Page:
Phenotypic and molecular characterization of hyperpigmented group B Streptococci.

Lupo, Agnese; Ruppen, Corinne; Hemphill, Andrew; Spellerberg, Barbara; Sendi, Parham (2014). Phenotypic and molecular characterization of hyperpigmented group B Streptococci. International journal of medical microbiology IJMM, 304(5-6), pp. 717-724. Elsevier 10.1016/j.ijmm.2014.05.003

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Group B Streptococcus (GBS) causes invasive infections in neonates, older adults and patients with comorbidities. β-hemolysin/cytolysin is an important GBS virulence factor. It is encoded by the cyl operon and confers GBS hemolytic activity. Isolates displaying hyperpigmentation are typically hyperhemolytic. Comparison of clonally identical isolates displaying different levels of pigmentation has shown transcriptional dysregulation due to mutations in components of the control of the virulence S/R (CovS/R) regulatory system. In addition, hyperpigmented isolates show decreased CAMP factor and decreased capsule thickness. In analogy to findings in group A Streptococcus, a pivotal role of CovS/R has been proposed in the host-pathogen interaction of invasive GBS infection. However, corresponding investigations on multiple clinical GBS isolates have not been performed. We prospectively collected hyperpigmented isolates found in a diagnostic laboratory and performed phenotypic, molecular and transcriptional analyses. In the period from 2008 to 2012, we found 10 isolates obtained from 10 patients. The isolates reflected both invasive pathogens and colonizers. In three cases, clonally identical but phenotypically different variants were also found. Hence, the analyses included 13 isolates. No capsular serotype was found to be significantly more frequent. Bacterial pigments were analyzed via spectrophotometry and for their hemolytic activity. Data obtained for typical absorbance spectra peaks correlated significantly with hemolytic activity. Molecular analysis of the cyl operon showed that it was conserved in all isolates. The covR sequence displayed mutations in five isolates; in one isolate, the CovR binding site to cylX was abrogated. Our results on clinical isolates support previous findings on CovR-deficient isogenic mutants, but suggest that - at least in some clinical isolates - for β-hemolysin/cytolysin and CAMP factor production, other molecular pathways may be involved.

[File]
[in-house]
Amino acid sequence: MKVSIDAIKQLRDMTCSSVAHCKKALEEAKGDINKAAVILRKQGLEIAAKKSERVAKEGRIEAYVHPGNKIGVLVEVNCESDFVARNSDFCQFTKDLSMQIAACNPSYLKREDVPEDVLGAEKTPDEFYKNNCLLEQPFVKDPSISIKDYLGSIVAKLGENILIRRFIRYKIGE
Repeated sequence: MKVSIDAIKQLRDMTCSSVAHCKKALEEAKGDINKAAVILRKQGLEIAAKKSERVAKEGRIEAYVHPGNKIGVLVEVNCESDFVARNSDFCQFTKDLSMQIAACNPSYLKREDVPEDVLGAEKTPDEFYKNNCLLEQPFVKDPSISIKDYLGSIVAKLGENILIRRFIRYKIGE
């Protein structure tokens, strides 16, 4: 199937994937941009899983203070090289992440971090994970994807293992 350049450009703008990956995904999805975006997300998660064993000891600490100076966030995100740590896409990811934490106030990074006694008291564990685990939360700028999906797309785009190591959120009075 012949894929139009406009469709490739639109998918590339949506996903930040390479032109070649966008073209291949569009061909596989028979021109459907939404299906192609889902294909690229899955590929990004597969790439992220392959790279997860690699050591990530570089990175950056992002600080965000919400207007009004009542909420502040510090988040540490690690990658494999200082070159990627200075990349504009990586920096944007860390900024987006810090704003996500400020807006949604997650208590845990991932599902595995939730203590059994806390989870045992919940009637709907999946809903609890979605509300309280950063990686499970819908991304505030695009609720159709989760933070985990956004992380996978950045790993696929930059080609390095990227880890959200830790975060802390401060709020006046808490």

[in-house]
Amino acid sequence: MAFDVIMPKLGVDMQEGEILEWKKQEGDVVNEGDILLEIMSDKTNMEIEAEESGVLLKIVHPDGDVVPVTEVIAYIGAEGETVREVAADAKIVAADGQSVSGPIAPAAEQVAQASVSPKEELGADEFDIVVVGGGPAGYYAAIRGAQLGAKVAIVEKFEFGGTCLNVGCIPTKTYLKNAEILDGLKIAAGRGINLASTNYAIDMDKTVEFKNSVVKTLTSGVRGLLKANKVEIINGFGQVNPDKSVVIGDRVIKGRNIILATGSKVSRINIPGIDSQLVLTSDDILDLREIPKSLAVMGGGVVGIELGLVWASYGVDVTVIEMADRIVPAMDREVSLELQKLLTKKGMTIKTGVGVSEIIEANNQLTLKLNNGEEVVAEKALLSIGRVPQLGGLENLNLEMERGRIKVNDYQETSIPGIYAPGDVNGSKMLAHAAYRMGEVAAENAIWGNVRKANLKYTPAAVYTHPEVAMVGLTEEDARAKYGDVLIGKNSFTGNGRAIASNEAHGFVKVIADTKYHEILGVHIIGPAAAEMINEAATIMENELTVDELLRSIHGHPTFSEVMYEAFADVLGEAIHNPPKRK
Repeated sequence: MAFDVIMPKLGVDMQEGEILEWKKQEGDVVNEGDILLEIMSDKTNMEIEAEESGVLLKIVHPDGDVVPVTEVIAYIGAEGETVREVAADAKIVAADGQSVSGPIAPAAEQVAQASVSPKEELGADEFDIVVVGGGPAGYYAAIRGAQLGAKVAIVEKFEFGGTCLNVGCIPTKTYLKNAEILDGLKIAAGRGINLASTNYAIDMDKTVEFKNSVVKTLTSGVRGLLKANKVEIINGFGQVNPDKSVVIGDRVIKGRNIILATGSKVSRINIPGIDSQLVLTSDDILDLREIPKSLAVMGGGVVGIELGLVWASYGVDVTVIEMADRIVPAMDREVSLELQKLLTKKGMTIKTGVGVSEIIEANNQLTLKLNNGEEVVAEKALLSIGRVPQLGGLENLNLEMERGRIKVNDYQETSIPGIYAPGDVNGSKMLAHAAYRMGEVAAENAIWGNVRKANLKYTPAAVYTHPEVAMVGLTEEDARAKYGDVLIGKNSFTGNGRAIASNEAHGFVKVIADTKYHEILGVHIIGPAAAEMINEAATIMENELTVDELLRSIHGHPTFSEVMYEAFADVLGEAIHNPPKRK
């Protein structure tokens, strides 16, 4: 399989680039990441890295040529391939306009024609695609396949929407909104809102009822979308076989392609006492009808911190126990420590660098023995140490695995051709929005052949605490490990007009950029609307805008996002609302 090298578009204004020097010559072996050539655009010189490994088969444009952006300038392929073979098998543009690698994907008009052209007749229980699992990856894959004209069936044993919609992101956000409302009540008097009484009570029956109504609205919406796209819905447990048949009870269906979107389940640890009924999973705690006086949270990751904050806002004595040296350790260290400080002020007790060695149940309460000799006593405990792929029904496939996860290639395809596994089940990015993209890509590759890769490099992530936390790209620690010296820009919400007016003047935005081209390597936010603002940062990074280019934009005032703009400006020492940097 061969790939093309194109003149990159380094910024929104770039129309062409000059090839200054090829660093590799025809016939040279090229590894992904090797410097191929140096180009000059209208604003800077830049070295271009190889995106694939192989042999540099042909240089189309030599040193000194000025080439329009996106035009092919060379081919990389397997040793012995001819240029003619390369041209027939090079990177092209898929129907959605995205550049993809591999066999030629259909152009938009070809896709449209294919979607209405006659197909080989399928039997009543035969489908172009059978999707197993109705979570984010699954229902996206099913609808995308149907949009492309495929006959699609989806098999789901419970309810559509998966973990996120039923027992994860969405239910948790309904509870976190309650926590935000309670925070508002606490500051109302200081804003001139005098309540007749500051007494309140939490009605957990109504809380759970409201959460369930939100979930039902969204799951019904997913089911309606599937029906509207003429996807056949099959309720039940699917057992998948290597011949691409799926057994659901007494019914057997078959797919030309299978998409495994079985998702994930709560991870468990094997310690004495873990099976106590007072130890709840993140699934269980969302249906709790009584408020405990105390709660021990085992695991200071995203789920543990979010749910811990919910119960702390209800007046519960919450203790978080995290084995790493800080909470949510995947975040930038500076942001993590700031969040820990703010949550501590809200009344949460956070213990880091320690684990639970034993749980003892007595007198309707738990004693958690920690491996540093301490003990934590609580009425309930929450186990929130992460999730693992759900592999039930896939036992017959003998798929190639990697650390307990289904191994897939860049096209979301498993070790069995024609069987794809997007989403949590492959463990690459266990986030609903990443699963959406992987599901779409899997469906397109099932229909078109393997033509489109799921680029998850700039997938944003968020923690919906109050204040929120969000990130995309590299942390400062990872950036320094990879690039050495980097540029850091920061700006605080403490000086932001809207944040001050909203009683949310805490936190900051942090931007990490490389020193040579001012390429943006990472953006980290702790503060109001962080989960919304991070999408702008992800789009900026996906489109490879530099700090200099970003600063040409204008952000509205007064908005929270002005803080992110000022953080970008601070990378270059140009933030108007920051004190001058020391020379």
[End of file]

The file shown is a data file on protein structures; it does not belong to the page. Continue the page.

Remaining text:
Item Type:

Journal Article (Original Article)


05 Veterinary Medicine > Research Foci > Host-Pathogen Interaction
04 Faculty of Medicine > Department of Haematology, Oncology, Infectious Diseases, Laboratory Medicine and Hospital Pharmacy (DOLS) > Clinic of Infectiology
04 Faculty of Medicine > Service Sector > Institute for Infectious Diseases
05 Veterinary Medicine > Department of Infectious Diseases and Pathobiology (DIP)

UniBE Contributor:

Lupo, Agnese; Ruppen, Corinne and Sendi, Parham


500 Science > 570 Life sciences; biology
600 Technology > 610 Medicine & health








Annelies Luginbühl

Date Deposited:

13 Oct 2014 15:39

Last Modified:

17 Aug 2018 11:53

Publisher DOI:


PubMed ID:


Uncontrolled Keywords:

Group B streptococci, Streptococcus agalactiae, Granadaene pigment, cyl operon, covS/R, β-Hemolysin




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